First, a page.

"So," you might ask, "what’s a redneck Marxist doing on the French Riviera?" Well, the same thing that millions of French workers have been doing for the past three-quarter’s of a century: not much, other than drinking, eating, breathing clean air, and talking to friendly folks. And, anyway, Karl Marx stayed for a month here in 1882 — three times longer than my vacation.
I spent ten relaxing days in August staying with a friend of mine in Nice. I had big plans of visiting many art galleries, doing some writing, and taking side-trips to other places in southern France and northwestern Italy. But, I never did any of that. In fact, I never got more than a mile from the apartment.
I met many wonderful people, from the US, Ireland, Germany, Italy, Algeria and, of course, France. Among many things I learned on this trip is that it is pure bull shit being spread by the American news media and politicians that the French don’t like Americans. Every French man and woman I met was friendly and polite. Although not one of them paricularly cares for George W. Bush, the French have no hostility toward ordinary Americans.
There are many stories from this short visit. Here’s one example. One afternoon I went on a walk by myself. Somehow, I found my way to a working class, neighborhood beer bar (what a surprise, huh?) where six other patrons were taxi drivers who had just finished their shifts. I speak no French and only two of the taxi drivers knew basic English, but we had a great and friendly debate about politics. Two hours and five beers later, we had solved all the world’s problems — just like we do back home. And, I swear, one of my new best friends, Jean-Jacques, a taxi driver in Nice, is the long lost twin of Pooty at Burt’s Tavern in Winchester,
Below are three photos from this very short vacation.
What wonderful people! That’s me on the left with Beth Arnold and James Morgan, gifted writers from Little Rock, Arkansas who now live in Paris. Beth and Jim came to visit in Nice for three days of talking, drinking and eating.
Jim’s most recent book is Chasing Matisse about his visits to the places where Henri Matisse had painted some years ago. "A lot of people just think it’s pretty pictures, but he was a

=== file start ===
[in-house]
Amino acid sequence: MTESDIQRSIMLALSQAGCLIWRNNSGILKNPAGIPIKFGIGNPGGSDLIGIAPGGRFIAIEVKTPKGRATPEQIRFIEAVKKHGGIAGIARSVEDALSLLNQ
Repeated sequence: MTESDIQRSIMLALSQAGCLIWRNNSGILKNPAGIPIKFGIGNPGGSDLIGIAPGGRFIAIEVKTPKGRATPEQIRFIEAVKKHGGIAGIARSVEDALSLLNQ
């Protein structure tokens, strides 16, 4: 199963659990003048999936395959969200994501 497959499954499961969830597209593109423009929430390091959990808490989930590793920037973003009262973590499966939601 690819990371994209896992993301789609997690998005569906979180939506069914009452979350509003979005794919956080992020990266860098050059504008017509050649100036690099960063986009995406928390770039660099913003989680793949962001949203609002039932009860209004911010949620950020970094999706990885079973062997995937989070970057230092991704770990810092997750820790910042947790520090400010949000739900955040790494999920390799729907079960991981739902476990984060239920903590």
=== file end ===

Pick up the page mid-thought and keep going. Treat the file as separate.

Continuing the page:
tormented man, like most artists in some way," Jim says. "He had his devils and his
demons." Jim’s own pen and ink sketches are featured in the
book. It’s a worth a click to go to Jim’s web site, Chasing Matisse. Better yet — buy his book.
Jim’s earlier work includes the New York Times Notable book, The Distance to the Moon, and the critically acclaimed If These Walls had Ears. He also collaborated with Virginia Kelley, President Clinton’s mother, on her best-selling autobiography, Leading with My Heart.
As articles editor at Playboy magazine in the 1980s, Jim worked
with a number of literary legends, including Norman Mailer and Truman Capote. His articles and essays have appeared in such publications as The New Yorker, Atlantic Monthly, The Washington Post Magazine, Preservation, Men’s Journal, and National Geographic Traveler.
Over dinner and drinks, Jim is quiet and contemplative. But, his wife Beth is a hoot — a very talented and smart hoot. Born and raised in Arkansas, Beth has has the gift for putting the Southern voice on paper. She is the award-winning author of Innocent Lanier, the first novel in a trilogy whose characters occupy a true yet invented world. Although her novel won awards in manuscript form, it has yet to be published. Any publishers reading this?
Go to Beth’s web site and poke around. To gain an appreciation of Beth’s ear for the Southern voice, click on "Video Reading". She reads — and sings — from her novel Innocent Lanier at the 2002 Nob Hill San Francisco Literary Prizes. To do this reading justice, and if you have a high-speed connection, click on the 70MB version of the video.
I’m not sure why it is, but I like the feeling of being in the same spot where literary and artistic giants once walked. Here I am in front of the building where Anton Chekhov and Henri Matisse once lived — not at the same time, but same building on the waterfront in Nice, France.
On the sidewalk where I am standing, I felt a sense of awe in realizing that F. Scott Fitzgerald, Ernest Hemingway, W. Somerset Maugham, Graham Greene, Paul Gallico, Ring Lardner, D. H. Lawrence, Oscar Wilde and Henry Miller strolled by some years ago.
Just a short walk from here is the apartment where Friedrich Nietzsche lived while writing Thus Spake Zarathustra. Nearby is the hotel where a teen-aged Vladimir Nabokov stayed during his first of many visits to the French Riviera.
Nearby towns and villages were once the homes for James Baldwin, Jules Verne, James Thurber, Robert Louis Stevenson and Robert W. Service. Just a 15-minute drive down the coast to Antibes is where Harpo Marx had a circle of friends that included W. Somerset Maugham, George Bernard Shaw and H. G. Wells. The ghosts of so many creative geniuses should have inspired me, but I didn’t write a word while in France. However, I did relax and I regained my energy to keep on deadline to give Random House a finished manuscript.
Here I am with Ken Smith, my friend and host for this trip to France — both of us damn fools for wearing black shirts on a hot August day on the French Riviera. Ken has lived in Nice for three years "on Social Security and one even smaller retirement check." Ken says he would like to return to the US some day, but hasn’t yet found the American city where can he live so well, so cheaply.
(My good friend Sunil K. Sharma at Dissident Voice also wrote about my French vacation and he included two photos. Click here.)